A cynic could argue that the fact some minimum wage hikes will be inconsequential is evidence that “raising the minimum wage does not cause unemployment.” But this would be mistaken. It is common sense that people or firms will purchase less of a good as it becomes more expensive. That is true whether we are talking about buying slices of pizza or we are talking about hiring employees. Rather, what this story demonstrates is the difference between binding and non-binding minimum wages.
When discussing minimum wages in politics, we are almost always talking about binding minimum wages. This simply means that the proposed minimum wage is higher than the equilibrium wage, thus binding employers to pay above what they would have otherwise paid. This leads to firms hiring fewer employees, all else equal.
However, in some cases, the proposed minimum wage is lower than the equilibrium wage, which means that the firm was already going to pay prospective employees more than the minimum wage would dictate. This is called a non-binding minimum wage because the new wage floor would have no impact on the employer’s incentives or behavior. It would also have no impact on the wage of the employee.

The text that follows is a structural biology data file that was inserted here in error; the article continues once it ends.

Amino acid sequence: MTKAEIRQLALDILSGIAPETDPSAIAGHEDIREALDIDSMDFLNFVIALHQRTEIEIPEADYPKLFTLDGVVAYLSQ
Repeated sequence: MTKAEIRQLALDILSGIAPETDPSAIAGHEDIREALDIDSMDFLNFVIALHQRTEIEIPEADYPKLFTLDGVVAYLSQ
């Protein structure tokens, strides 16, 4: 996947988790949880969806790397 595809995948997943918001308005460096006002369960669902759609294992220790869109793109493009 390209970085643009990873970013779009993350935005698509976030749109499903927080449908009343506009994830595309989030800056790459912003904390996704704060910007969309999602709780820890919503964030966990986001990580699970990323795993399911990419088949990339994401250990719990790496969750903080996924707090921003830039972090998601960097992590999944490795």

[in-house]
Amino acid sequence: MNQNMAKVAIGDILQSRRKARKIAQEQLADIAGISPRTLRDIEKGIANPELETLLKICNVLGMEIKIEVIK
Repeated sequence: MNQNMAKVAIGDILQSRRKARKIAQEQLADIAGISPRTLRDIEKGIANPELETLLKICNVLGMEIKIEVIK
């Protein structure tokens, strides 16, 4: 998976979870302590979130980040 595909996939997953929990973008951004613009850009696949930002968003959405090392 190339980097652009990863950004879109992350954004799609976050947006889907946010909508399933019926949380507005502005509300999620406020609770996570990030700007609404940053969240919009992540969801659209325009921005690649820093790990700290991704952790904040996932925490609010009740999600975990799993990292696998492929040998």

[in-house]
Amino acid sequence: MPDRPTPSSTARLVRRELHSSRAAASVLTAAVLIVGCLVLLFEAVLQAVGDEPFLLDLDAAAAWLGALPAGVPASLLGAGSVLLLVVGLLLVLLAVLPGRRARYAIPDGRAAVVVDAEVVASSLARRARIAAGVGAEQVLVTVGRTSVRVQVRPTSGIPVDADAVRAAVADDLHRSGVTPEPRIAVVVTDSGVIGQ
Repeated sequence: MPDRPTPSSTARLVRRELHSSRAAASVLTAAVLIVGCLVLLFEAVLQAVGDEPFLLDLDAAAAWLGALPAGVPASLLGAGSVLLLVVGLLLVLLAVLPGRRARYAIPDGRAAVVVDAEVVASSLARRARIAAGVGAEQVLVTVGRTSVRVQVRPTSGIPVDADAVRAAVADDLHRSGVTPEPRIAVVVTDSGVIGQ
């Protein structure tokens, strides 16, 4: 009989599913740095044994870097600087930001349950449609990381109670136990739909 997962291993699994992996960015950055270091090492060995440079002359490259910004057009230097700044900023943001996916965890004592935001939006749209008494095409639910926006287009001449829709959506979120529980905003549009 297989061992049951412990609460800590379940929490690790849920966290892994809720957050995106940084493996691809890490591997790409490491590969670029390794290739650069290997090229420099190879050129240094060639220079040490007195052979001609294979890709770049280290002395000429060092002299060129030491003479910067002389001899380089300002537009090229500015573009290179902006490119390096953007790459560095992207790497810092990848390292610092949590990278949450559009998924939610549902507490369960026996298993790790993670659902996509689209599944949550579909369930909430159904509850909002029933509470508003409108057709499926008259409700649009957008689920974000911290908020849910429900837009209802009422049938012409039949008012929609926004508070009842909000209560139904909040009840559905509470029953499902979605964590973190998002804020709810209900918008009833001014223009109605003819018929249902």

Many of the minimum wage hikes that will be going into effect in 2023 appear to be non-binding: the equilibrium wage is already higher than the new minimum wage. Thus, we will not be seeing large impacts on employment. Understanding the distinction between binding and non-binding minimum wages is crucial to remaining clear-sighted when reading headlines about how new minimum wage hikes will have little to no effect on key economic variables.
Even so, this will likely not be the case everywhere. We know that different locations have vastly different costs of living and equilibrium wages. This is the reason why, as a FEE analysis demonstrated last year, “A $15/hour minimum wage in Puerto Rico is [equivalent to] a $68/hour minimum wage in DC.”